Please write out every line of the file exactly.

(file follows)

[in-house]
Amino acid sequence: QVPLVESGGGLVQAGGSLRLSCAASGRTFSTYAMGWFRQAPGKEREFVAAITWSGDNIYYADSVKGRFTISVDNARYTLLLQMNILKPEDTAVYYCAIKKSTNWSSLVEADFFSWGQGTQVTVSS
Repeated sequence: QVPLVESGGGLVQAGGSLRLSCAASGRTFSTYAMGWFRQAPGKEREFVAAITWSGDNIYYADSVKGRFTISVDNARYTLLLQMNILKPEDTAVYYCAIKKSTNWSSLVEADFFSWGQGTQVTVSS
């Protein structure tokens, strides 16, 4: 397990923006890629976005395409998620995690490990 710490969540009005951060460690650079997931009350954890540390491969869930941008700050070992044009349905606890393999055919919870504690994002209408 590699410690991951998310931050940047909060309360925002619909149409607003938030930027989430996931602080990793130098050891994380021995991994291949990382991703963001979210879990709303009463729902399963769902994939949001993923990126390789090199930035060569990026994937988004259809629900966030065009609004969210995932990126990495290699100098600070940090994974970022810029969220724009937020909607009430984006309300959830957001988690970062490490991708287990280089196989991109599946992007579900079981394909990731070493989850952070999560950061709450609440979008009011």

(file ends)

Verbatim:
[in-house]
Amino acid sequence: QVPLVESGGGLVQAGGSLRLSCAASGRTFSTYAMGWFRQAPGKEREFVAAITWSGDNIYYADSVKGRFTISVDNARYTLLLQMNILKPEDTAVYYCAIKKSTNWSSLVEADFFSWGQGTQVTVSS
Repeated sequence: QVPLVESGGGLVQAGGSLRLSCAASGRTFSTYAMGWFRQAPGKEREFVAAITWSGDNIYYADSVKGRFTISVDNARYTLLLQMNILKPEDTAVYYCAIKKSTNWSSLVEADFFSWGQGTQVTVSS
């Protein structure tokens, strides 16, 4: 397990923006890629976005395409998620995690490990 710490969540009005951060460690650079997931009350954890540390491969869930941008700050070992044009349905606890393999055919919870504690994002209408 590699410690991951998310931050940047909060309360925002619909149409607003938030930027989430996931602080990793130098050891994380021995991994291949990382991703963001979210879990709303009463729902399963769902994939949001993923990126390789090199930035060569990026994937988004259809629900966030065009609004969210995932990126990495290699100098600070940090994974970022810029969220724009937020909607009430984006309300959830957001988690970062490490991708287990280089196989991109599946992007579900079981394909990731070493989850952070999560950061709450609440979008009011």